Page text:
How fast can the DUI go away? Hard to tell…

At this point, it has been over 90 days since my DUI arrest.  There haven’t been any developments since I last posted.  The DMV hearing is delayed, but still pending.  And since the DMV hearing isn’t completed, the criminal case hasn’t moved forward.  My criminal law professor used to say something along the lines of, “in reality, the criminal justice system does not move at the convenience of the offender.”  And that is certainly true – and fair, I think.

So with that preamble out of the way, here is what I’ve learned so far in 90 days, and what you should be prepared for:

  1. There is no quick way to resolve the pending cases, i.e. the DMV case and the criminal case, unless you plead guilty. Unfortunately, in larger cities too many people make the terrible decision to drink and drive. As a result, the caseloads are incredibly high. So you and your loved ones need to be prepared – your restricted driving privileges will affect every day things. And the stress that comes from having cases pending against you won’t disappear overnight. For me, each passing day is spent reliving the night of my arrest and the consequences that have followed. These have been the longest 90-some days of my life.
  2. Even after the cases are resolved one way or the other, the financial consequences don’t go away. The money spent on lawyers, the hike in insurance premiums, the DMV surcharges (if your state has them), etc. will impact you for several years – in my case, at the very best, the case has eaten away 3 years’ worth of savings. It’s a lot of money.
  3. Then there are the non-economic consequences that last a life-time, which often end up impacting the finances anyway. For example, if you’re convicted of a DUI in most states, the conviction stays on the record for the rest of your natural life. In my case, this means that I can’t sit for a certain state bar to become a lawyer in that state for at least a year. I can’t even be sure if or when my own state will admit me to practice. While this seems like a non-economic consequence at first blush, each year not practicing law means loss of income from a source for which I went to school. Then there is the concern about job applications and interviews – companies will do a background check, and even in the best-case scenario, the DUI will make for an uncomfortable chat. There are other things too – like being unable to visit Canada for at least 10 years.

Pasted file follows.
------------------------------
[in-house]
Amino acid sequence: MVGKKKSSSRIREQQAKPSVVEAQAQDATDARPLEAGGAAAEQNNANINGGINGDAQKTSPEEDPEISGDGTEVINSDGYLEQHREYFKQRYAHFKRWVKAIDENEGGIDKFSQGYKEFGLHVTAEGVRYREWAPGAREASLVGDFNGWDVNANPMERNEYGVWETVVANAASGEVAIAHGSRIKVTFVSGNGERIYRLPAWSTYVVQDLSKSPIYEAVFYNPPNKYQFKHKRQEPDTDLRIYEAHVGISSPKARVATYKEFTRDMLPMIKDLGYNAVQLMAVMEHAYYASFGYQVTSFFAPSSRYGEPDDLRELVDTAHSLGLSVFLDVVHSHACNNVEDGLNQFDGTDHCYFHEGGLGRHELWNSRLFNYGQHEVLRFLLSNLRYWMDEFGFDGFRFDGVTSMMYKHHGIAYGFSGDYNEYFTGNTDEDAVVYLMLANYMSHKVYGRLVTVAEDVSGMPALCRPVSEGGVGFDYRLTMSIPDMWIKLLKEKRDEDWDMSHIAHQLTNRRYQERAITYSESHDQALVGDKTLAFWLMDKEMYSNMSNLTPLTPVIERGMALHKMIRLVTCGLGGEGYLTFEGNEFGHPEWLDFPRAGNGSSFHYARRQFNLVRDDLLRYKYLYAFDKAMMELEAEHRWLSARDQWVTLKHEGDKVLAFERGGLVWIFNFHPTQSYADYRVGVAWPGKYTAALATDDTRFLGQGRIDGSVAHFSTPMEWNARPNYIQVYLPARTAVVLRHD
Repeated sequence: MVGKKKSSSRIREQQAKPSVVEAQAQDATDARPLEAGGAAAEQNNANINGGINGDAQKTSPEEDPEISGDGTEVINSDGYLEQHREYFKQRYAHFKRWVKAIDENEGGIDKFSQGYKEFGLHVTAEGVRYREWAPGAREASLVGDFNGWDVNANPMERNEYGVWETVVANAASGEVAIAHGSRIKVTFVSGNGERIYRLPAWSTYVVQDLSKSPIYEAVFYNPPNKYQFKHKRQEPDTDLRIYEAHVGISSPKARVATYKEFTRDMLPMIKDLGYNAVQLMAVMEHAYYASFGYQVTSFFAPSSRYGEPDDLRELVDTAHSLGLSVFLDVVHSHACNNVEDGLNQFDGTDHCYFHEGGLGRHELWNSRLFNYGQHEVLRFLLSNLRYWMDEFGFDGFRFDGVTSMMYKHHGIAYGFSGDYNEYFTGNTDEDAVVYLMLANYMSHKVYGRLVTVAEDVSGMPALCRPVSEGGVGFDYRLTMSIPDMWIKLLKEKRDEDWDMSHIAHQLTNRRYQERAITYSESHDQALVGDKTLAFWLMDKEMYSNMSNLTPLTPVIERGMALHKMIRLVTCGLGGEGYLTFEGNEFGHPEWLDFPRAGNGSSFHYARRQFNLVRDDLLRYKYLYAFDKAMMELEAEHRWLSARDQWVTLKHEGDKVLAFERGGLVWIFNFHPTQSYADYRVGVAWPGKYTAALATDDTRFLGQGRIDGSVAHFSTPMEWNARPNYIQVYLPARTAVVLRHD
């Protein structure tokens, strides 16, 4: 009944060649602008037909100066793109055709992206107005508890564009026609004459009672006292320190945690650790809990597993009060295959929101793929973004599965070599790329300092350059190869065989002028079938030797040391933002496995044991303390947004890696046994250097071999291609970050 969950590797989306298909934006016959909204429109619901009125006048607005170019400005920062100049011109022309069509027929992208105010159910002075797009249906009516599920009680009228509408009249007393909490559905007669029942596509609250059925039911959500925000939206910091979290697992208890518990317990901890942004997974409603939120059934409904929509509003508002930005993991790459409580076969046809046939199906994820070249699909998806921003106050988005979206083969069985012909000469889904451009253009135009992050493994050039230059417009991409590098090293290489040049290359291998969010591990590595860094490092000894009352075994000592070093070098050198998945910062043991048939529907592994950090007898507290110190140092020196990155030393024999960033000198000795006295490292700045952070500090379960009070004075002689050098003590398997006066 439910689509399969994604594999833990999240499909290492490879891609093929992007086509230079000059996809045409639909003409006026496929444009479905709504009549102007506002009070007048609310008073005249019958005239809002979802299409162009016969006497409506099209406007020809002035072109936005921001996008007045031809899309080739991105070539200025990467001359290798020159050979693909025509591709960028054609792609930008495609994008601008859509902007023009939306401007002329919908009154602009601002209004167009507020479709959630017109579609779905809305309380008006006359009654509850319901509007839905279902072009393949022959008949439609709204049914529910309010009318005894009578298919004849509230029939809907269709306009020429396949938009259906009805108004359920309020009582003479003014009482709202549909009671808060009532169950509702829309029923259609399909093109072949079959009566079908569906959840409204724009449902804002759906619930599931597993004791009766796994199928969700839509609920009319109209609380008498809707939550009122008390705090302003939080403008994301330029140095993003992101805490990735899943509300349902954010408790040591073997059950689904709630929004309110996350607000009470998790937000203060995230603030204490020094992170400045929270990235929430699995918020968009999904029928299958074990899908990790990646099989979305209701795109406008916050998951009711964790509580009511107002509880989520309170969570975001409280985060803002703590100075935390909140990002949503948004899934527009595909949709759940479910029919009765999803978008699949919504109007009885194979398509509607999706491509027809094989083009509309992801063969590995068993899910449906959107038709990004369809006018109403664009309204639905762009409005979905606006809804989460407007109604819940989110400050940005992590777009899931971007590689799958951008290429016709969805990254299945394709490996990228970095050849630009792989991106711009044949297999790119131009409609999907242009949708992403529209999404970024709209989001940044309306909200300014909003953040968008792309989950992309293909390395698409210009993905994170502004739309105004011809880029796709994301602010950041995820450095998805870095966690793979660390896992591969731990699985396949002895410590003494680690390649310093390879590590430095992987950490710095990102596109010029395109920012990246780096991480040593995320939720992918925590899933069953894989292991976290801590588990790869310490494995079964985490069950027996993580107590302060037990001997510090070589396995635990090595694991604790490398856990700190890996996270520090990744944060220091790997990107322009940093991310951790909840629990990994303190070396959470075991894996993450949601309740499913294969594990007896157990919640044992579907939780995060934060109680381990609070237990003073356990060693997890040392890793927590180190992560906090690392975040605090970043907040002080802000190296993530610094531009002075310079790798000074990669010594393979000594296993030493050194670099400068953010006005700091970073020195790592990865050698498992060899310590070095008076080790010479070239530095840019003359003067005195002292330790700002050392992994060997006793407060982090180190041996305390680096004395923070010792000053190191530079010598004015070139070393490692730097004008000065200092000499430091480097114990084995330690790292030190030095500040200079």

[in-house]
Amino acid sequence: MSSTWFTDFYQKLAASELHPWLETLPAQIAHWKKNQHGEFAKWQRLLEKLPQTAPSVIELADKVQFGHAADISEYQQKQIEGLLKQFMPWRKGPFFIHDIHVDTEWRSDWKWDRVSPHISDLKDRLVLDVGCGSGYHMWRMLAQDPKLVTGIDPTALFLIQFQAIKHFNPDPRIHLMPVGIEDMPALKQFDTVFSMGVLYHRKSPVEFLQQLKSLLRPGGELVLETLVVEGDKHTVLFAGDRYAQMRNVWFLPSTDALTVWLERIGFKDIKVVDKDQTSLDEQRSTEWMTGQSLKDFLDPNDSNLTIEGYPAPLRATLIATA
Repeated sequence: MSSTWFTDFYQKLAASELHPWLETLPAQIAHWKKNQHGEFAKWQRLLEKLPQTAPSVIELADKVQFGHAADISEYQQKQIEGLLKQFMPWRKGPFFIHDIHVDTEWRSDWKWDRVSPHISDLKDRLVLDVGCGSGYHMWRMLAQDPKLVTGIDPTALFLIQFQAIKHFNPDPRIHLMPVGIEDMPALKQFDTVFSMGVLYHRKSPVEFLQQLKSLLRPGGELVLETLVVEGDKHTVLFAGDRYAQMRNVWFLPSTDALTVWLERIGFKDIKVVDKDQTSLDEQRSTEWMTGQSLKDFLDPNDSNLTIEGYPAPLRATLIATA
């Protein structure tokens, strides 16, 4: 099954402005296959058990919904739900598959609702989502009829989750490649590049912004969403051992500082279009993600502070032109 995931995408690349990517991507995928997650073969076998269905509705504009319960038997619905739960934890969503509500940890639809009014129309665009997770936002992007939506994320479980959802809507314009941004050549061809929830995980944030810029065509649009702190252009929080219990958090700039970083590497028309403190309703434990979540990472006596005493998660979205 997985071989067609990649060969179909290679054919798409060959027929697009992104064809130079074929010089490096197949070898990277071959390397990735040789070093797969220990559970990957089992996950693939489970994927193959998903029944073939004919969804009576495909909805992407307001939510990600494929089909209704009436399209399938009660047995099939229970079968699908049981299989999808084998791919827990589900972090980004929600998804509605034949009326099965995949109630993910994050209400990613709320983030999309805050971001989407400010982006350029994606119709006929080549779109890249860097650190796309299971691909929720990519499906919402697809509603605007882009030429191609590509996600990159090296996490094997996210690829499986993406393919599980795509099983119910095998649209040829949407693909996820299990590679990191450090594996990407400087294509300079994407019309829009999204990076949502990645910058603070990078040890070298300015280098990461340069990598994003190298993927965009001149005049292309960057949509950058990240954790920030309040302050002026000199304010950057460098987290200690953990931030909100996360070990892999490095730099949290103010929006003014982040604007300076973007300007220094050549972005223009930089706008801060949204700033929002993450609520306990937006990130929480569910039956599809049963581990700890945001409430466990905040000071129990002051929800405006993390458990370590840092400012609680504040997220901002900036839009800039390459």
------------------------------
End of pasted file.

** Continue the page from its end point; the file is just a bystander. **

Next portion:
So the purpose today’s post is really just self-reflection.  The lesson is simple – your life will be affected in a major way if you drink and drive.  If you’re reading this post because you were recently arrested for a DUI, I suggest that you understand that this DUI situation won’t go away overnight.

The best advice here is don’t drink and drive.  The second best advice is that if you’ve already been arrested for a DUI, it is time to start working on rehabilitation of your character.  With time, and major effort on your part, the consequences can be managed and mitigated – but never eliminated.

Leave a Reply

Your email address will not be published. Required fields are marked *